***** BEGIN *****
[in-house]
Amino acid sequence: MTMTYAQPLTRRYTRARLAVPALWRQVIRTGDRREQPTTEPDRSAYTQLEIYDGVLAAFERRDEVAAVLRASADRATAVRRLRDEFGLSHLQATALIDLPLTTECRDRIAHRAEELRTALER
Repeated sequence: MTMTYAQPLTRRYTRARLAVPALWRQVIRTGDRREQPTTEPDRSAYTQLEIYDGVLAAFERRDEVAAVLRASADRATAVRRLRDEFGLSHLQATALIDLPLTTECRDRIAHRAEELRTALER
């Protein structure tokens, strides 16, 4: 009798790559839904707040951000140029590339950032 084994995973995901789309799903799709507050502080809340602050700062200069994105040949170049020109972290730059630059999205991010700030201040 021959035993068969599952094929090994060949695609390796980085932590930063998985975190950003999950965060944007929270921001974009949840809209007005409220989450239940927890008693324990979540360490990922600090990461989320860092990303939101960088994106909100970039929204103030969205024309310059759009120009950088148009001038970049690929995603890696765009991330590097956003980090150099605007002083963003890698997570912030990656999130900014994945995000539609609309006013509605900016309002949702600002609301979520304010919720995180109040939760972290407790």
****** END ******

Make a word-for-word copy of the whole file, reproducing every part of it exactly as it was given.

[in-house]
Amino acid sequence: MTMTYAQPLTRRYTRARLAVPALWRQVIRTGDRREQPTTEPDRSAYTQLEIYDGVLAAFERRDEVAAVLRASADRATAVRRLRDEFGLSHLQATALIDLPLTTECRDRIAHRAEELRTALER
Repeated sequence: MTMTYAQPLTRRYTRARLAVPALWRQVIRTGDRREQPTTEPDRSAYTQLEIYDGVLAAFERRDEVAAVLRASADRATAVRRLRDEFGLSHLQATALIDLPLTTECRDRIAHRAEELRTALER
């Protein structure tokens, strides 16, 4: 009798790559839904707040951000140029590339950032 084994995973995901789309799903799709507050502080809340602050700062200069994105040949170049020109972290730059630059999205991010700030201040 021959035993068969599952094929090994060949695609390796980085932590930063998985975190950003999950965060944007929270921001974009949840809209007005409220989450239940927890008693324990979540360490990922600090990461989320860092990303939101960088994106909100970039929204103030969205024309310059759009120009950088148009001038970049690929995603890696765009991330590097956003980090150099605007002083963003890698997570912030990656999130900014994945995000539609609309006013509605900016309002949702600002609301979520304010919720995180109040939760972290407790």